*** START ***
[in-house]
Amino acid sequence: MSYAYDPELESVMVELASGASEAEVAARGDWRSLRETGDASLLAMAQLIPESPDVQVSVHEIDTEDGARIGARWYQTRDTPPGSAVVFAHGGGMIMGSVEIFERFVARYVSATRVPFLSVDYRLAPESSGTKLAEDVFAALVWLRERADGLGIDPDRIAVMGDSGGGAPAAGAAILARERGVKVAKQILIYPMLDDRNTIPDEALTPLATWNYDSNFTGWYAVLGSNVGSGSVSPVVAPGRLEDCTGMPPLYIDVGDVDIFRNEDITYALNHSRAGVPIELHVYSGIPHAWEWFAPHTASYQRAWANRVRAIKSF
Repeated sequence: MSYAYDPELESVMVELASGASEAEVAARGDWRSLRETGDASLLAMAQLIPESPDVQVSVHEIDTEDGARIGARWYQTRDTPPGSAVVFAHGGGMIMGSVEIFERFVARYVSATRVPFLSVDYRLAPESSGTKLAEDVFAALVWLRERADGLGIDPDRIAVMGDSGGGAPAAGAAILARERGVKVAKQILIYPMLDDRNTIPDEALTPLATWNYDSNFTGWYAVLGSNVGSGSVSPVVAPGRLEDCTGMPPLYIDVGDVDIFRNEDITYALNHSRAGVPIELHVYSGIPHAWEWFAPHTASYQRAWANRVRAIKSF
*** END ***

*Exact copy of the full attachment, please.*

[in-house]
Amino acid sequence: MSYAYDPELESVMVELASGASEAEVAARGDWRSLRETGDASLLAMAQLIPESPDVQVSVHEIDTEDGARIGARWYQTRDTPPGSAVVFAHGGGMIMGSVEIFERFVARYVSATRVPFLSVDYRLAPESSGTKLAEDVFAALVWLRERADGLGIDPDRIAVMGDSGGGAPAAGAAILARERGVKVAKQILIYPMLDDRNTIPDEALTPLATWNYDSNFTGWYAVLGSNVGSGSVSPVVAPGRLEDCTGMPPLYIDVGDVDIFRNEDITYALNHSRAGVPIELHVYSGIPHAWEWFAPHTASYQRAWANRVRAIKSF
Repeated sequence: MSYAYDPELESVMVELASGASEAEVAARGDWRSLRETGDASLLAMAQLIPESPDVQVSVHEIDTEDGARIGARWYQTRDTPPGSAVVFAHGGGMIMGSVEIFERFVARYVSATRVPFLSVDYRLAPESSGTKLAEDVFAALVWLRERADGLGIDPDRIAVMGDSGGGAPAAGAAILARERGVKVAKQILIYPMLDDRNTIPDEALTPLATWNYDSNFTGWYAVLGSNVGSGSVSPVVAPGRLEDCTGMPPLYIDVGDVDIFRNEDITYALNHSRAGVPIELHVYSGIPHAWEWFAPHTASYQRAWANRVRAIKSF